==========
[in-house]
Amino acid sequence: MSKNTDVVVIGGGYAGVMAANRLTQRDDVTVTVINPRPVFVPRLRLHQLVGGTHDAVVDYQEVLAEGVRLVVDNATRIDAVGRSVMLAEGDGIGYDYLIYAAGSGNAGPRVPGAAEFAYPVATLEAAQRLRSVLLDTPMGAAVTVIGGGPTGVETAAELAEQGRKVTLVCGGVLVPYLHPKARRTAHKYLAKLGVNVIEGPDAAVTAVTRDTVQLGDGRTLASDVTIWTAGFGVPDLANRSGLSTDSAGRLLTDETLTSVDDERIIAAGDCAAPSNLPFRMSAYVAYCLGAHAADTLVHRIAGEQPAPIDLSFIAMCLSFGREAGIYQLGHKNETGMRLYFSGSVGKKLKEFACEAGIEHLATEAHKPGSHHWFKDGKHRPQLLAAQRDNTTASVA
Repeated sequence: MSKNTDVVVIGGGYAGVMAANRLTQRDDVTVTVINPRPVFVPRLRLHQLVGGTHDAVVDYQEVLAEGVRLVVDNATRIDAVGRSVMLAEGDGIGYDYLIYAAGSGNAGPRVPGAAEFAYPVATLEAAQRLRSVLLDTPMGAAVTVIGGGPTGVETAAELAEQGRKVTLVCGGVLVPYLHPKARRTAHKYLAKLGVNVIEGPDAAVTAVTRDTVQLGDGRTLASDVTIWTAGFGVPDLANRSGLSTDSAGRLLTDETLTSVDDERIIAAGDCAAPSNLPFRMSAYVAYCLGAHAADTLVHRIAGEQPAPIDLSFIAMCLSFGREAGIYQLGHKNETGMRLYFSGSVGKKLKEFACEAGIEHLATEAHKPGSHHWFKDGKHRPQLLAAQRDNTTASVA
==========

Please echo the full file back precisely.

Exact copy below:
[in-house]
Amino acid sequence: MSKNTDVVVIGGGYAGVMAANRLTQRDDVTVTVINPRPVFVPRLRLHQLVGGTHDAVVDYQEVLAEGVRLVVDNATRIDAVGRSVMLAEGDGIGYDYLIYAAGSGNAGPRVPGAAEFAYPVATLEAAQRLRSVLLDTPMGAAVTVIGGGPTGVETAAELAEQGRKVTLVCGGVLVPYLHPKARRTAHKYLAKLGVNVIEGPDAAVTAVTRDTVQLGDGRTLASDVTIWTAGFGVPDLANRSGLSTDSAGRLLTDETLTSVDDERIIAAGDCAAPSNLPFRMSAYVAYCLGAHAADTLVHRIAGEQPAPIDLSFIAMCLSFGREAGIYQLGHKNETGMRLYFSGSVGKKLKEFACEAGIEHLATEAHKPGSHHWFKDGKHRPQLLAAQRDNTTASVA
Repeated sequence: MSKNTDVVVIGGGYAGVMAANRLTQRDDVTVTVINPRPVFVPRLRLHQLVGGTHDAVVDYQEVLAEGVRLVVDNATRIDAVGRSVMLAEGDGIGYDYLIYAAGSGNAGPRVPGAAEFAYPVATLEAAQRLRSVLLDTPMGAAVTVIGGGPTGVETAAELAEQGRKVTLVCGGVLVPYLHPKARRTAHKYLAKLGVNVIEGPDAAVTAVTRDTVQLGDGRTLASDVTIWTAGFGVPDLANRSGLSTDSAGRLLTDETLTSVDDERIIAAGDCAAPSNLPFRMSAYVAYCLGAHAADTLVHRIAGEQPAPIDLSFIAMCLSFGREAGIYQLGHKNETGMRLYFSGSVGKKLKEFACEAGIEHLATEAHKPGSHHWFKDGKHRPQLLAAQRDNTTASVA